- Chris Morris
- May 28, 2017
- 5119 Views
Commissioners in south west London are considering radical proposals intended to reduce the number of children being diagnosed with autism in the region.
This centres around restricting diagnosis to only the most severe cases, with the proposal having already been discussed in meetings in the area.
However, despite conducting an open dialogue on the subject, the local alliance of five clinical commissioning groups has stated explicitly that nothing has been decided yet.
But the National Autistic Society has stated that it is “deeply concerned” about the plans.
Papers indicate that mental health trusts in the region are experiencing intense pressures, with waiting times for the diagnosis of autism already in the region of one year.
With the team designed to deal with 750 assessments annually, it is currently receiving around double that level of demand.
This has necessitated this extreme reaction, with the focus on the most serious cases simply requisite in the existing climate.
The papers state that NHS commissioners have asked the trust to review who is eligible for the service.
“The effect of reviewing and revising the criteria must be to reduce the number of children and young people who are able to access a full diagnostic assessment from the trust,” the report comments.
But autism charities are very concerned about the consequences of this policy, and the National Autistic Society has already written in protest to the local CCGs.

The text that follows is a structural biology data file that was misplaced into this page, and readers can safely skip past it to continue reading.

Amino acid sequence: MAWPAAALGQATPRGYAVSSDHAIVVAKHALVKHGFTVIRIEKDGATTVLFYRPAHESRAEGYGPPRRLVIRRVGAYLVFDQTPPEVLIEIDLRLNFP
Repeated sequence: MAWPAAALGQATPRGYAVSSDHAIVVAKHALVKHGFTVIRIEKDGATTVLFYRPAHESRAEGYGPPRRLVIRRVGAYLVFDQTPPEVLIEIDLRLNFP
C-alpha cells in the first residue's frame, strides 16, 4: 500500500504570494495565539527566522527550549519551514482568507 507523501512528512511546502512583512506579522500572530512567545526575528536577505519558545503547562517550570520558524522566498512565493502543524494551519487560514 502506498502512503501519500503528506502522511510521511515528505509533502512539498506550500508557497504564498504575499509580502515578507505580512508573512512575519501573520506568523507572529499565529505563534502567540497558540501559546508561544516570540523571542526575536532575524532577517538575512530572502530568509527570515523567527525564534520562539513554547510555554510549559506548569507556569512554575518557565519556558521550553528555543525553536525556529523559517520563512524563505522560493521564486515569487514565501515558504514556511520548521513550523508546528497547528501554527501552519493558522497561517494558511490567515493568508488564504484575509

The charity’s head of policy, Sarah Lambert, believes that the impact on children in the region could be little short of catastrophic.
“If it goes ahead, this will leave many local children without access to a diagnosis and unable to access the specialist support they desperately need. That will threaten their long-term prospects and put a greater strain on many already vulnerable families. We believe this goes against CCGs’ legal duty to make sure children in their area can access a diagnosis service. An autism diagnosis can be life changing. It can explain years of feeling different and help unlock crucial advice and support.”
But the clinical commissioning groups in question submitted a joint statement indicating that no firm commitment has been made at the time of writing.
“No decision has been made by the Trust or by the commissioning CCGs on taking this approach forward. We absolutely recognise the concerns of families of children with a neuro-developmental condition and the groups who support them. Any potential changes to the service would require detailed engagement with stakeholders. The CCGs are fully committed to talking to local people before reaching any conclusions on the way forward.”
The statement concluded by indicating that the process of decision-making is still ongoing at present.
“We want to be clear that nothing has been decided by the CCGs or changed at this time and no change will happen in the next 12 months.”
Clinical commissioning groups in the region ran a campaign two years ago which highlighted the difficulties that those with autism face in acquiring a suitable diagnosis.